The determination Marwan shows in his efforts to adapt to Canadian life is something to behold.
The 39-year-old Iraqi man has reason. His past suffering has led him to a deep sense of gratitude to Canada, and he wants to integrate into the culture of his adopted country. Marwan left Iraq about 18 months ago to escape the daily threat of violence, the same violence that took the life of his younger brother who was murdered. As a journalist, he faced threats on his life regularly.
Now in Ottawa with his wife and three children, two of whom were born in Canada, Marwan was eager to take part in the Matching Program offered by the Catholic Centre for Immigrants.
“I wanted to understand the Canadian people,” he says. “I wanted to know what everyday life in Canada is like.”
The Matching Program provides one-on-one support to help newcomers adjust and integrate into life in Canada by introducing them to established members of the Ottawa community. Matches between newcomers and volunteers can be one-on-one, family-to-family, or one volunteer with a newcomer family.
Marwan was matched with long-time volunteer Bill, who says thanks to Marwan’s dedication, he’s going to fit in nicely. “He reads everything he can get his hands on. Then we’ll meet and he’ll ask me questions.”
When he first arrived in Ottawa, one of the first big adjustments was the weather. “Everything was strange,” Marwan remembers. “There was so much snow and ice. But I felt comfortable. This was my choice.” Eighteen months later, as he sat outside on a very humid and hot mid-September day, he joked about missing the ice and the cold.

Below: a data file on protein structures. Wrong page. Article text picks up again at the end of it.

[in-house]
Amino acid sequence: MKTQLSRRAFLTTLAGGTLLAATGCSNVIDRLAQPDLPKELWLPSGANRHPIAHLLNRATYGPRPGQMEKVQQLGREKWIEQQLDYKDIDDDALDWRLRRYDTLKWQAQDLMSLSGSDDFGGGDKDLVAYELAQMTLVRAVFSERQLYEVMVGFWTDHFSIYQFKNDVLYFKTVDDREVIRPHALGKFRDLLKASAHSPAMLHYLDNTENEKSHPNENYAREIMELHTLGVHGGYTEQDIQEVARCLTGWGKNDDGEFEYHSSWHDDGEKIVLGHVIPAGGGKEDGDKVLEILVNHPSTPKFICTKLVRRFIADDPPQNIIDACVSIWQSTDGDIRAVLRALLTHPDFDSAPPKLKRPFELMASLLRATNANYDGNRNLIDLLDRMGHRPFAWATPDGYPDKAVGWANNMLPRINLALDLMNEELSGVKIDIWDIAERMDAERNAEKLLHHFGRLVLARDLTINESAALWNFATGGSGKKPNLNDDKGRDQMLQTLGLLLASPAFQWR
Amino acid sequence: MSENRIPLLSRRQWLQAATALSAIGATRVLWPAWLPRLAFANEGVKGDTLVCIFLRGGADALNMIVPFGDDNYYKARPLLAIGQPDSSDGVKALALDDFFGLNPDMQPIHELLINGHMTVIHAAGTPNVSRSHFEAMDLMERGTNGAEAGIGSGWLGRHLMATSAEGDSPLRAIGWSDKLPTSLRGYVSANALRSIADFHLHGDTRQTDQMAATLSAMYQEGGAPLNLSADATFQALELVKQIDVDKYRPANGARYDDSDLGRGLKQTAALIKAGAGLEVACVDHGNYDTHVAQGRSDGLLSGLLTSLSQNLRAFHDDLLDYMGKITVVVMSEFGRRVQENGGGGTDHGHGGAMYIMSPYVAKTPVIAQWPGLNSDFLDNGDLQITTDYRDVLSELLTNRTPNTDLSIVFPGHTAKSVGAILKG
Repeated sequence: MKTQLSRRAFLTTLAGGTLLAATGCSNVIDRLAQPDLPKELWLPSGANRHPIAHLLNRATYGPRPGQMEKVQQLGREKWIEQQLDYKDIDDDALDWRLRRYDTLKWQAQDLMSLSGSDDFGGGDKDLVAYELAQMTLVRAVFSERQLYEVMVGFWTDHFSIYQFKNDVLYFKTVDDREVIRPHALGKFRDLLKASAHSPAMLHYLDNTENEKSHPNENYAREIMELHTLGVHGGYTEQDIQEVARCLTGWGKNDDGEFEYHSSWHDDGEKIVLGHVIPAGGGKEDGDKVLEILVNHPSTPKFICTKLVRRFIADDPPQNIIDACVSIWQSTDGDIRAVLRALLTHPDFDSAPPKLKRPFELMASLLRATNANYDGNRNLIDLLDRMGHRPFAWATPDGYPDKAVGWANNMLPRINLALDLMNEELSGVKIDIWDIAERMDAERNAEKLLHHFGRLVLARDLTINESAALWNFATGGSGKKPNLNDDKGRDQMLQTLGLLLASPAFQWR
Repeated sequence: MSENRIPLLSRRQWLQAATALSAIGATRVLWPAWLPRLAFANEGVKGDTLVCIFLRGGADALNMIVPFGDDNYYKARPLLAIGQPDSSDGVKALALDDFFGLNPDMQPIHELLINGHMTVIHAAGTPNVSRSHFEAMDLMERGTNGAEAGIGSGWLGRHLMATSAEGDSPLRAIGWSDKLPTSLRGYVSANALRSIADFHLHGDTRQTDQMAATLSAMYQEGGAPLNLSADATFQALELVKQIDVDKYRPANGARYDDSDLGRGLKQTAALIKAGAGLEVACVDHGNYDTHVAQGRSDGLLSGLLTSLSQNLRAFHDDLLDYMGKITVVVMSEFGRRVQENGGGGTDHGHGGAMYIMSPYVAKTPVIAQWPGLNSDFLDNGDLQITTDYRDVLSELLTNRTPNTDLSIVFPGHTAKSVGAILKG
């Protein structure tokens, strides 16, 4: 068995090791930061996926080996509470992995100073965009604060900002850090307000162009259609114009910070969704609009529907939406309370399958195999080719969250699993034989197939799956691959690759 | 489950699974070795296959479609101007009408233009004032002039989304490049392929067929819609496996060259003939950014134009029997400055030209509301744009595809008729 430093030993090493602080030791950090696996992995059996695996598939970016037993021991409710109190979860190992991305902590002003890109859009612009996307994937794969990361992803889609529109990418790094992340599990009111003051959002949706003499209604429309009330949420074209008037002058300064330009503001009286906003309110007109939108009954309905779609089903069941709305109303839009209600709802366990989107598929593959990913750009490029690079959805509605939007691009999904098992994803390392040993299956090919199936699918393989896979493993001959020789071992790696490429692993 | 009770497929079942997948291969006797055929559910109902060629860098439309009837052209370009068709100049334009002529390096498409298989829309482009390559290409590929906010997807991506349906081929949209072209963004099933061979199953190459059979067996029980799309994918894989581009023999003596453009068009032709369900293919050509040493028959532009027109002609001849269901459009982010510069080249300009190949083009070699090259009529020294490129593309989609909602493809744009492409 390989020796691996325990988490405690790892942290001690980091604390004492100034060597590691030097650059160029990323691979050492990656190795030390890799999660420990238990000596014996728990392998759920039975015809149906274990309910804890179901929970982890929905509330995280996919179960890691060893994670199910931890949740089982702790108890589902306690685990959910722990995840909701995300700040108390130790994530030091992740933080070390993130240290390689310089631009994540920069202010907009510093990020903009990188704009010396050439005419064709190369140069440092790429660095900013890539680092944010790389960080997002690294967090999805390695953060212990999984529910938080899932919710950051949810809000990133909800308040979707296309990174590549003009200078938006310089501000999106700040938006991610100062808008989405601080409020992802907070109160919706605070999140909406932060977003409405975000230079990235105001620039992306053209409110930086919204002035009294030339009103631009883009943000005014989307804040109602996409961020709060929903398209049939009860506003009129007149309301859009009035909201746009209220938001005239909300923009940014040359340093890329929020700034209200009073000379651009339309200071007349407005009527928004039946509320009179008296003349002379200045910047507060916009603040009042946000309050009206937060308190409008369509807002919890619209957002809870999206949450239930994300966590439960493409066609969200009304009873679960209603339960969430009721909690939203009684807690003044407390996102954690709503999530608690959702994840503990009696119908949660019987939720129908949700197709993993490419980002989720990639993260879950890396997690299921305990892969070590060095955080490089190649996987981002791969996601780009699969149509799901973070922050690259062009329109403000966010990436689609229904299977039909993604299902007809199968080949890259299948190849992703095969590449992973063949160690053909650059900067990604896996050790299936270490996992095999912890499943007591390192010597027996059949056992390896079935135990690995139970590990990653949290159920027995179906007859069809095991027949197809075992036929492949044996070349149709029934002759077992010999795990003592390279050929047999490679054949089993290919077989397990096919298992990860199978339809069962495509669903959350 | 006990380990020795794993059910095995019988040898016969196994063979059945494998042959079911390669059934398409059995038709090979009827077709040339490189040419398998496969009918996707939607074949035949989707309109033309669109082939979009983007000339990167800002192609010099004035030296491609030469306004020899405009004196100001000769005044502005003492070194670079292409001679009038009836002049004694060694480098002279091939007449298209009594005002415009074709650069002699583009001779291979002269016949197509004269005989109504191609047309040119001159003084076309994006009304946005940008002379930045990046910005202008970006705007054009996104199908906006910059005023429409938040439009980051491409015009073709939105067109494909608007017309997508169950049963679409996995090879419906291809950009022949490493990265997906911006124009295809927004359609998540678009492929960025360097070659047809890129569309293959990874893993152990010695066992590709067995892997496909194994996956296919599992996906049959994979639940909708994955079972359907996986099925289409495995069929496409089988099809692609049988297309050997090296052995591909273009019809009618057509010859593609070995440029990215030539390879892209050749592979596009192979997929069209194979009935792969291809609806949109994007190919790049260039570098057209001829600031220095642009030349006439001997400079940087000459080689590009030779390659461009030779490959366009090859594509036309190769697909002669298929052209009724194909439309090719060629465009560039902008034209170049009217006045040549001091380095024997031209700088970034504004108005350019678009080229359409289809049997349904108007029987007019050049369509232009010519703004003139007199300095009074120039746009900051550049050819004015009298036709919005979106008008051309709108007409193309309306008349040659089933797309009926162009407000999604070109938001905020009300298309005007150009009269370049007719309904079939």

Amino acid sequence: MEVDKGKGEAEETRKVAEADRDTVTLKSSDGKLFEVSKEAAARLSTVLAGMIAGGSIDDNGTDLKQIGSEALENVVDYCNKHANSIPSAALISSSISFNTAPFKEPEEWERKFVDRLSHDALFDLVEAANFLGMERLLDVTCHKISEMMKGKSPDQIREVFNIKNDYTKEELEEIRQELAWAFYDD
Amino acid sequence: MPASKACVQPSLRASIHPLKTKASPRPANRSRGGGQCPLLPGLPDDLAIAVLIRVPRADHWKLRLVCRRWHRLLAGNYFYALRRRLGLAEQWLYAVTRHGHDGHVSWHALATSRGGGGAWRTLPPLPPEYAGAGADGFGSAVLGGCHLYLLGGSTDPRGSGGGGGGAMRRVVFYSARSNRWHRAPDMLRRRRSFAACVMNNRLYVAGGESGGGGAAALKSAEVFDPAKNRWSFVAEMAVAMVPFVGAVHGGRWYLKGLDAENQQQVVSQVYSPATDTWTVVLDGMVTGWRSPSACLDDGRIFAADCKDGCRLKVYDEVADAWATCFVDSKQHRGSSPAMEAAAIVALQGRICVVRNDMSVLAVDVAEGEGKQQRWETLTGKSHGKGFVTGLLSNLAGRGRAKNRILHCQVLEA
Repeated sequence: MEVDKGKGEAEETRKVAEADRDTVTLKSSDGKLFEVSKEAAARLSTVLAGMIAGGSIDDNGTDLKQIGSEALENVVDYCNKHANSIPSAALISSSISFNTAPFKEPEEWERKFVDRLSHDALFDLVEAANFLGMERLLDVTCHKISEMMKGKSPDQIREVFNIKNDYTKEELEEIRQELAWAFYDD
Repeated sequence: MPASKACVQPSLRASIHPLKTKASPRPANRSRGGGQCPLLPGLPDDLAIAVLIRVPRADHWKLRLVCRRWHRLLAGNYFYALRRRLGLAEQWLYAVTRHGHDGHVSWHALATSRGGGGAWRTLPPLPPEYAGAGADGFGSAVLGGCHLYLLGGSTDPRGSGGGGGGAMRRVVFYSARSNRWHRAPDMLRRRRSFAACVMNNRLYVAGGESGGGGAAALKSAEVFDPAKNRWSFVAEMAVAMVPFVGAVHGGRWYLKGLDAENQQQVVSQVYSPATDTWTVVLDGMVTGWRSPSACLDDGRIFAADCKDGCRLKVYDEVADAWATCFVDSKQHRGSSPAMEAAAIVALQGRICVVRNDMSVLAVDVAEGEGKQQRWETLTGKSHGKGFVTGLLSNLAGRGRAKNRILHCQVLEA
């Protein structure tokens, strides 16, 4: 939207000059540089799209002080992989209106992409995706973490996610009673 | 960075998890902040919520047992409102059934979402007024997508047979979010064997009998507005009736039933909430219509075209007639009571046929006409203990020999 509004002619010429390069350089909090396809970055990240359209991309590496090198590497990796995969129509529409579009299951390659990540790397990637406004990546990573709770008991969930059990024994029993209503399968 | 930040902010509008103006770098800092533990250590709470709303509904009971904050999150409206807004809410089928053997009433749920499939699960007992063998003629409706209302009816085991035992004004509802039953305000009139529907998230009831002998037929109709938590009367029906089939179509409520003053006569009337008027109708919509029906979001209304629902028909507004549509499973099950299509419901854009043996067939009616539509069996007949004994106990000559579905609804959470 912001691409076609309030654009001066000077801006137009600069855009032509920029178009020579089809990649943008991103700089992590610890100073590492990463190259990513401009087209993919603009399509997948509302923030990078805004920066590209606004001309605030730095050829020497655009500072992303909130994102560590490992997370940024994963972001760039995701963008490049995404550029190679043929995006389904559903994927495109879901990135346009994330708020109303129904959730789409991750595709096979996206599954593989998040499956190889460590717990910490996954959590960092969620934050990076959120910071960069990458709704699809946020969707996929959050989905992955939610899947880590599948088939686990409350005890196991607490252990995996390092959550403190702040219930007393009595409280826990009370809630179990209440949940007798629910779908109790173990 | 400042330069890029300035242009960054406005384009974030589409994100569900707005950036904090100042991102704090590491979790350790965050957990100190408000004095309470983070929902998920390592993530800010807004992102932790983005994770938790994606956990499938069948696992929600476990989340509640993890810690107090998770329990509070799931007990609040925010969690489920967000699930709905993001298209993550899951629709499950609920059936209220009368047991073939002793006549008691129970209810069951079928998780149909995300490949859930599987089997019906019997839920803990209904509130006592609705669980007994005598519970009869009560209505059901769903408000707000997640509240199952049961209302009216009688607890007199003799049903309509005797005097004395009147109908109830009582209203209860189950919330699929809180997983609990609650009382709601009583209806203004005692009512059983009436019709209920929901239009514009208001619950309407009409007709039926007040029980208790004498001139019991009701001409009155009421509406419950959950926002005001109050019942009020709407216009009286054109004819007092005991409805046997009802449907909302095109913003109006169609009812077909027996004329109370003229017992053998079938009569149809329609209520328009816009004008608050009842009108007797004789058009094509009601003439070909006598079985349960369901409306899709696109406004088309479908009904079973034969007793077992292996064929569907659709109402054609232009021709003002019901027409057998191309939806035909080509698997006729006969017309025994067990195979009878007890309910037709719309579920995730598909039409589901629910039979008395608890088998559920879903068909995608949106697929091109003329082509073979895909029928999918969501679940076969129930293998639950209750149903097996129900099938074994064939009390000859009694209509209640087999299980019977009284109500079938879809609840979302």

For Marwan and other newcomers, the Matching Program provides an opportunity to learn about Canadian culture and traditions, community resources, recreational opportunities, social/job networks, and practising conversational English.
For Bill and other volunteers, it’s an opportunity to learn about the cultures and traditions of other countries and become familiar with the skills and knowledge immigrants and refugees bring to Canada. It also makes Canadians more aware of the challenges newcomers face.
Bill lives his life with the following scripture: “To whom much is given, much is expected in return.”
When he realized he had time to volunteer, he did his research. “I wanted to be with an organization that was broad, that helped people integrate into the whole community and just their own where they become isolated.”
Bill, who is a pensioner, has been matched before. He still keeps in touch with his two previous matches; one is from Mexico and the other is from Colombia. He adds the Matching Program is a great opportunity for other pensioners who have some time to volunteer.
He describes his role as teaching “street language” although his daughter likes to remind him he’s teaching newcomers the art of conversation. For Bill, it’s more than just teaching words. It’s also about teaching context. A word or a phrase can mean two different things depending on when or where it’s said. There’s also an emphasis on reading and writing and expressions.
He adds Canadians need to be reminded that many newcomers have a lot to offer. “People assume if you don’t know English, you’re stupid. Most Canadians don’t realize how smart newcomers are,” Bill says. “They had lives, they raised children, did the same sorts of things we did, had the same sort of lives we lived.”
Marwan is still building his new Canadian life. Two of his three children have been born in Canada and he has reunited with an older brother and his mother who came to Ottawa seven years ago.
“There is no reason to go back to Iraq,” he says, adding he hates how violent his country has become. “There is no hope of living in peace there.”
He describes Bill as a father figure. “Bill is very open-minded. I can talk to him about everything.”
Bill says Marwan knows more about Canadian history, particularly Indigenous history, than most Canadians.
Once he masters the language, Marwan wants to work in international relations and possibly with the Canadian government.